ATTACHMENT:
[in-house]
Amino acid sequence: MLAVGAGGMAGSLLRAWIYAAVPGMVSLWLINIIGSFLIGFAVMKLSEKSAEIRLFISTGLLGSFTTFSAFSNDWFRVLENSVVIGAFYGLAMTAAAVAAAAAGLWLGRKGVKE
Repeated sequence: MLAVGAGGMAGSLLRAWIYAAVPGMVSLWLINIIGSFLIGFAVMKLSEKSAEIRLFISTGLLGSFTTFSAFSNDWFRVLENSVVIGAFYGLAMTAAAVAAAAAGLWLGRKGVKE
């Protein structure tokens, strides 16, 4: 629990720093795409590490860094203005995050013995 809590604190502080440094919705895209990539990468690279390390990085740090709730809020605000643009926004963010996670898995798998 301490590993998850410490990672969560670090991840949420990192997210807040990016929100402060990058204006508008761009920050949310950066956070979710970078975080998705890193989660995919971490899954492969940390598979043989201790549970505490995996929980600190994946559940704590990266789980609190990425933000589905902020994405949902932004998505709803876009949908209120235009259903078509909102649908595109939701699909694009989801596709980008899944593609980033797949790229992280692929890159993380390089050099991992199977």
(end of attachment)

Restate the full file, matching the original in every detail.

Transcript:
[in-house]
Amino acid sequence: MLAVGAGGMAGSLLRAWIYAAVPGMVSLWLINIIGSFLIGFAVMKLSEKSAEIRLFISTGLLGSFTTFSAFSNDWFRVLENSVVIGAFYGLAMTAAAVAAAAAGLWLGRKGVKE
Repeated sequence: MLAVGAGGMAGSLLRAWIYAAVPGMVSLWLINIIGSFLIGFAVMKLSEKSAEIRLFISTGLLGSFTTFSAFSNDWFRVLENSVVIGAFYGLAMTAAAVAAAAAGLWLGRKGVKE
């Protein structure tokens, strides 16, 4: 629990720093795409590490860094203005995050013995 809590604190502080440094919705895209990539990468690279390390990085740090709730809020605000643009926004963010996670898995798998 301490590993998850410490990672969560670090991840949420990192997210807040990016929100402060990058204006508008761009920050949310950066956070979710970078975080998705890193989660995919971490899954492969940390598979043989201790549970505490995996929980600190994946559940704590990266789980609190990425933000589905902020994405949902932004998505709803876009949908209120235009259903078509909102649908595109939701699909694009989801596709980008899944593609980033797949790229992280692929890159993380390089050099991992199977």